Shear Stress and Light-Field to Elucidate the Initiation of Cardiac Outflow Tract Biomechanical forces modulate cardiac morphogenesis, and mutations in mechano-sensitive signaling pathways result in congenital heart defects. During the previous funding cycle, our team custom-built a Light- Sheet Fluorescence Microscopy (LSFM) with sub-voxel resolution to enhance axial resolution needed to provide a large field-of-view. This laser optical system allowed for imaging pulsatile vs. oscillatory shear stress- mediated Notch signaling to initiate endocardial trabeculation. We demonstrated that spatial (??/?x) and temporal (??/?t) variations in shear stress modulates Notch-EphrinB2-Neureguilin-1 signaling in the endocardium to activate erb-B2 receptor tyrosine kinase (ErbB2) that promotes proliferation of trabeculation. By integrating LSFM, computation, and transgenic models, we further established that trabeculation dissipates intracardiac shear stress-generated kinetic energy; thus, mitigating ventricular remodeling. However, it remains unclear what would be the consequences of reduced myocardial contractility or altered intracardiac flow dynamics on valve morphogenesis. Thus, we seek to integrate light-sheet (Bessel-Gaussian beam arrays) with a new 2) light-field (microlens array). The former provides non-diffracting illumination, and the latter provides volumetric detection as a paradigm shift to image both myocardial contractility and intracardiac flow dynamics in the outflow tract (OFT). Our preliminary study reveals that shear-mediated Notch1b expression in the endocardium of OFT regulates endothelial-to-mesenchymal transition (EndoMT); however, the mechanotransduction causation whereby myocardial contractility and intracardiac shear stress reciprocally interact to form bicuspid valves and subsequent remodeling to multi-cuspid valves remains elusive. Thus, our hypothesis is that integration of the new light-field system with imaging computation enhances spatiotemporal resolution needed to decouple myocardial contraction from intracardiac flow dynamics that modulates Notch1b-EndoMT to mediate valve morphogenesis in the OFT.
In Aim 1, we plan to integrate light-sheet with the new light-field system for 4-D volumetric imaging of valve formation in the OFT. Our goal is to capture myocardial contractility and intracardiac shear stress at one snapshot.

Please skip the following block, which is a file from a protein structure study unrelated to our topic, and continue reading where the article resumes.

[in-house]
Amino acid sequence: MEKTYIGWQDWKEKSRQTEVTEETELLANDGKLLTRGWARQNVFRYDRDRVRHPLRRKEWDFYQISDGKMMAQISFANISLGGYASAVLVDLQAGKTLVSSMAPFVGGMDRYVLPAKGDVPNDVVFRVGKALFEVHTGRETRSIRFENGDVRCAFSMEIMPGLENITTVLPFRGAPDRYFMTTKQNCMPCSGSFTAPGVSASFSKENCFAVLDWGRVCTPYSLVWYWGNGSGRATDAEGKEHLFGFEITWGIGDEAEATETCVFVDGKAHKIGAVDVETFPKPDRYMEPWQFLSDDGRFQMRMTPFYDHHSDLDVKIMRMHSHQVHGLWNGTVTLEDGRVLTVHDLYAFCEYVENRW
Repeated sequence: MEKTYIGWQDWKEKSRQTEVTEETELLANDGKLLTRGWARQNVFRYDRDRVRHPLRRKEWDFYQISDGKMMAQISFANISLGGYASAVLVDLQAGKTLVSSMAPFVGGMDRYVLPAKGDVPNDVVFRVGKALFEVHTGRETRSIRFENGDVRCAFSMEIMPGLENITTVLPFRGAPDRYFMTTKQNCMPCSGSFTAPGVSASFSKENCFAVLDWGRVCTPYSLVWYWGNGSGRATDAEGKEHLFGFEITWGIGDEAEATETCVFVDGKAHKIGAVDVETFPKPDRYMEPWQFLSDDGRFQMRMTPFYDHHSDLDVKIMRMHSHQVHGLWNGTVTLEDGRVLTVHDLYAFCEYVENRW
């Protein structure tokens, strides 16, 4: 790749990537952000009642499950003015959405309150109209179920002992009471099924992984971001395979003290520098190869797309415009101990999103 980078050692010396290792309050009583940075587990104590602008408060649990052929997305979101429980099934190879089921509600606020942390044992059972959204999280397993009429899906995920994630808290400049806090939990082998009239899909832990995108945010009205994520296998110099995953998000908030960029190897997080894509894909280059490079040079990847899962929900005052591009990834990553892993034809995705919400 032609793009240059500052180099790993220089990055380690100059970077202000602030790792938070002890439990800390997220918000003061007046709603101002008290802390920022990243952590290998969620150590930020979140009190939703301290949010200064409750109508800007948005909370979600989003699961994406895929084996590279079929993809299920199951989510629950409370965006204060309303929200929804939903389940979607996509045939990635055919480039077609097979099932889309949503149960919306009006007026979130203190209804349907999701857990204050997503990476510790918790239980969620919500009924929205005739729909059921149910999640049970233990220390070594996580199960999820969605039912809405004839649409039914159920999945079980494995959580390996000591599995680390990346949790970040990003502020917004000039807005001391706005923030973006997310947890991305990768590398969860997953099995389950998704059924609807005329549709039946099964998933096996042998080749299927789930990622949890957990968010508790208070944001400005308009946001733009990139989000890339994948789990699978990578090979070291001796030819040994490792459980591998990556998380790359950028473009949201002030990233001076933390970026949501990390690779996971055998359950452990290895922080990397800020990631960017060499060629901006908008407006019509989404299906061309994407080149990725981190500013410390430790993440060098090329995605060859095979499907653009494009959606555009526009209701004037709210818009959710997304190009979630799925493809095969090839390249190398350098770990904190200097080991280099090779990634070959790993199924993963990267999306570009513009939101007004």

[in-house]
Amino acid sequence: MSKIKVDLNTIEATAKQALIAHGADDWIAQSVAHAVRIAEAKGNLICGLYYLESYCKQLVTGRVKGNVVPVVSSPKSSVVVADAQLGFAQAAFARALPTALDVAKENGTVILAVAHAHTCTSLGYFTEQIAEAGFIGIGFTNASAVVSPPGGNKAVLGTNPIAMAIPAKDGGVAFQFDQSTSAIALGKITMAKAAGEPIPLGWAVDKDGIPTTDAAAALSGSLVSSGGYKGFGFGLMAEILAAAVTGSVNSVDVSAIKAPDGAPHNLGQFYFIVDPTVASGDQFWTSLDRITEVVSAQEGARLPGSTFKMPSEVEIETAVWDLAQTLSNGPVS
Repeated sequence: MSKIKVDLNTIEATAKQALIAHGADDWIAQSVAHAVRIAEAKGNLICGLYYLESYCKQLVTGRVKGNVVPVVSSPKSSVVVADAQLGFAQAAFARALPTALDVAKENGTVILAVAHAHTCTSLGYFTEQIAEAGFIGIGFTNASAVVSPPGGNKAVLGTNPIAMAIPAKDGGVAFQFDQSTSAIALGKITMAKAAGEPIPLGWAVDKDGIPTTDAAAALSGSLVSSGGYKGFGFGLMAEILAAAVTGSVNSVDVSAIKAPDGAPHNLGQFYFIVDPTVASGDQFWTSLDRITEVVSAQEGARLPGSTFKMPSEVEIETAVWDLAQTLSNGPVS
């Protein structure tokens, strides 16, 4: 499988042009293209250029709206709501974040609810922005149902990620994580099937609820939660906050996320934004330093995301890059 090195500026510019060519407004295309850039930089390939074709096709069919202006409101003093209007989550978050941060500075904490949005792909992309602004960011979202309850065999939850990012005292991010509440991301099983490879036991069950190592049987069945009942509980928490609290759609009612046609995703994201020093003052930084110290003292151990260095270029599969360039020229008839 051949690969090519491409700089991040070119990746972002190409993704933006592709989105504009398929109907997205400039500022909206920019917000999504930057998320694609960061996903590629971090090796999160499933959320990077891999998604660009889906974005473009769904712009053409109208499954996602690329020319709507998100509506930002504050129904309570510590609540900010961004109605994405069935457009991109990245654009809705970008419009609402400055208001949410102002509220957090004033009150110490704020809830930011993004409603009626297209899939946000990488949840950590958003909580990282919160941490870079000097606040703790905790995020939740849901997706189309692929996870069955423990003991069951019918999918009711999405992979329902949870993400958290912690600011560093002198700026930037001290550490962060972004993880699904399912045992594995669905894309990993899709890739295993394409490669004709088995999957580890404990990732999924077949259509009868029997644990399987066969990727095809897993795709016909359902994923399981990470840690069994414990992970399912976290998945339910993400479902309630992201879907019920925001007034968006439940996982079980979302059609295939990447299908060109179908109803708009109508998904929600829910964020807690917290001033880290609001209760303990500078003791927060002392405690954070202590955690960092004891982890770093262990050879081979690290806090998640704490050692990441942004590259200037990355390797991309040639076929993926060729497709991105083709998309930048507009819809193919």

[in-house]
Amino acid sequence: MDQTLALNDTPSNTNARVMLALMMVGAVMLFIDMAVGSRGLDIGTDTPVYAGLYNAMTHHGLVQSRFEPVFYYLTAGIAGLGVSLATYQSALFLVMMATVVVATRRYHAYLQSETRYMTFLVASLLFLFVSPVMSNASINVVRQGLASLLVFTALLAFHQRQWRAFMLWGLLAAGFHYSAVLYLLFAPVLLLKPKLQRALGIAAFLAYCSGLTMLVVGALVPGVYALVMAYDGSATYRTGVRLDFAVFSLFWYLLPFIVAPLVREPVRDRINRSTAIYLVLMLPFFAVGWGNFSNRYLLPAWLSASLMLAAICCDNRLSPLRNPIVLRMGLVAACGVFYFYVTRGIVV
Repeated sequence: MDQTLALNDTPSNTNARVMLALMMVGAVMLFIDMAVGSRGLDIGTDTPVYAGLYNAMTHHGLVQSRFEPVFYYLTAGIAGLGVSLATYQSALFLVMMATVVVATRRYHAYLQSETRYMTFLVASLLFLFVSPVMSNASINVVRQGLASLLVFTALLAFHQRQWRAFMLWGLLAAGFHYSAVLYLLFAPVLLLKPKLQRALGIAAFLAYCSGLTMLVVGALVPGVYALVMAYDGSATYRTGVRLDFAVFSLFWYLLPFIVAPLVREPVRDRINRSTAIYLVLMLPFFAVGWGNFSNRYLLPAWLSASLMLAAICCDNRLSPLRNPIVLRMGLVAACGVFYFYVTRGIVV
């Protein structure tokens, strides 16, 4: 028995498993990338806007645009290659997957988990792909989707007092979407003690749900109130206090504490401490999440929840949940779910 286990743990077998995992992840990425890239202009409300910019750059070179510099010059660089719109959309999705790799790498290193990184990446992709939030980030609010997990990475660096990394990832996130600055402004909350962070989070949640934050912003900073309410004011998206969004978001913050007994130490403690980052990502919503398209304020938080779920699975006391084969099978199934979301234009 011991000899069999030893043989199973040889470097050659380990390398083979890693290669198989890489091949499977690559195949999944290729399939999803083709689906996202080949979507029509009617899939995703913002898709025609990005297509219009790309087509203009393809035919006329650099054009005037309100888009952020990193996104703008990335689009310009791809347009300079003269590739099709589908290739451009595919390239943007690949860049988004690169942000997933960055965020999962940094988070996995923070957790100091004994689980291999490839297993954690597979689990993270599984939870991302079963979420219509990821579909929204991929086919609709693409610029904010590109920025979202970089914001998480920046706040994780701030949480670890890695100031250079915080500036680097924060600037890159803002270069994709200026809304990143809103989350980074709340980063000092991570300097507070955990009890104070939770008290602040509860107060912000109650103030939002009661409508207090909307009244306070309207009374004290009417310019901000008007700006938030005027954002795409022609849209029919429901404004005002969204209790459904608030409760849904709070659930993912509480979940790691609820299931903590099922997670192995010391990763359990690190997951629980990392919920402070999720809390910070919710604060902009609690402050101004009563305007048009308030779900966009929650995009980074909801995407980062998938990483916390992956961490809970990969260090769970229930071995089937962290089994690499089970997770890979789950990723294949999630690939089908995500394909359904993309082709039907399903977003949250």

In Aim 2, we will demonstrate the interaction between intracardiac shear stress and myocardial contractility underlying valve morphogenesis. Our goal is to decouple hemodynamic shear from contractile forces that mediate Notch1b-mediated EndoMT.
In Aim 3, we will determine the relative role of shear stress and contractility underlying Notch1b-mediated EndoMT. Our goal is to elucidate the relative role of contractility and intracardiac stress to transmit Notch1b- EndoMT signaling underlying bicuspid-valve formation. Overall, our team aims to establish the micro- environment in which intracardiac flow dynamics and myocardial contractility interact to modulate OFT valve formation, with clinical significance to aortic valvular disease.

Public Health Relevance

Cardiac outflow tract (OFT) defects, including aortic valves and the greater arteries, are estimated to cause approximately 30% of these congenital heart diseases, and they are treated with surgical correction and/or replacement. It remains unclear what would be the consequences of reduced cardiac contractility or altered intracardiac flow dynamics on valve morphogenesis, including aortic stenosis, bicuspid or tricuspid aortic valves. To understand the mechanotransduction causation downstream of blood flow and shear stress sensing, we have assembled a multi-disciplinary team to integrate advanced laser optics, imaging computation, and genetic models to decouple intracardiac flow dynamics from myocardial contractility that modulates Notch1b-mediated endothelial-to-mesenchymal transition (EndoMT) with translational implication to aortic valve disease.

National Institute of Health (NIH)
National Heart, Lung, and Blood Institute (NHLBI)
Research Project (R01)
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Special Emphasis Panel (ZRG1)
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Evans, Frank
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University of California Los Angeles
Internal Medicine/Medicine
Schools of Medicine
Los Angeles
United States
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Baek, Kyung In; Packard, René R Sevag; Hsu, Jeffrey J et al. (2018) Ultrafine Particle Exposure Reveals the Importance of FOXO1/Notch Activation Complex for Vascular Regeneration. Antioxid Redox Signal 28:1209-1223
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